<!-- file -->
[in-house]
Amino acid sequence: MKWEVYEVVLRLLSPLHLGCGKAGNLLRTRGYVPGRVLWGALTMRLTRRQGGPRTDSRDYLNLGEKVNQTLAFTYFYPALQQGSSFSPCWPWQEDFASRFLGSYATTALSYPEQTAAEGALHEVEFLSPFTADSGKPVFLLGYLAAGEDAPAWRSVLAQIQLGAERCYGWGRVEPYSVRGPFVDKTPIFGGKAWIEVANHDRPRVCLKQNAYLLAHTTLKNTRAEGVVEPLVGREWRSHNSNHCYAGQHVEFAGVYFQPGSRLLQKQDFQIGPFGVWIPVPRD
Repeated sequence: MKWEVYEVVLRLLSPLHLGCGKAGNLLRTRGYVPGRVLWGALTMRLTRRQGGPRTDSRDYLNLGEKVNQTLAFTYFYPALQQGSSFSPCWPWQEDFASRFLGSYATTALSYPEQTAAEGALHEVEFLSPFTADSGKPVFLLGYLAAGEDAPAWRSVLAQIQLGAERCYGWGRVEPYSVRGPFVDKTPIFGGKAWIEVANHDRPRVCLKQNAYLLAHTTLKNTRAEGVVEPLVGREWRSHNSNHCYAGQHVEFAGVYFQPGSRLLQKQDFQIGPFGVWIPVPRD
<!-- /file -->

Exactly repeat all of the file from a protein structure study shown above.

[in-house]
Amino acid sequence: MKWEVYEVVLRLLSPLHLGCGKAGNLLRTRGYVPGRVLWGALTMRLTRRQGGPRTDSRDYLNLGEKVNQTLAFTYFYPALQQGSSFSPCWPWQEDFASRFLGSYATTALSYPEQTAAEGALHEVEFLSPFTADSGKPVFLLGYLAAGEDAPAWRSVLAQIQLGAERCYGWGRVEPYSVRGPFVDKTPIFGGKAWIEVANHDRPRVCLKQNAYLLAHTTLKNTRAEGVVEPLVGREWRSHNSNHCYAGQHVEFAGVYFQPGSRLLQKQDFQIGPFGVWIPVPRD
Repeated sequence: MKWEVYEVVLRLLSPLHLGCGKAGNLLRTRGYVPGRVLWGALTMRLTRRQGGPRTDSRDYLNLGEKVNQTLAFTYFYPALQQGSSFSPCWPWQEDFASRFLGSYATTALSYPEQTAAEGALHEVEFLSPFTADSGKPVFLLGYLAAGEDAPAWRSVLAQIQLGAERCYGWGRVEPYSVRGPFVDKTPIFGGKAWIEVANHDRPRVCLKQNAYLLAHTTLKNTRAEGVVEPLVGREWRSHNSNHCYAGQHVEFAGVYFQPGSRLLQKQDFQIGPFGVWIPVPRD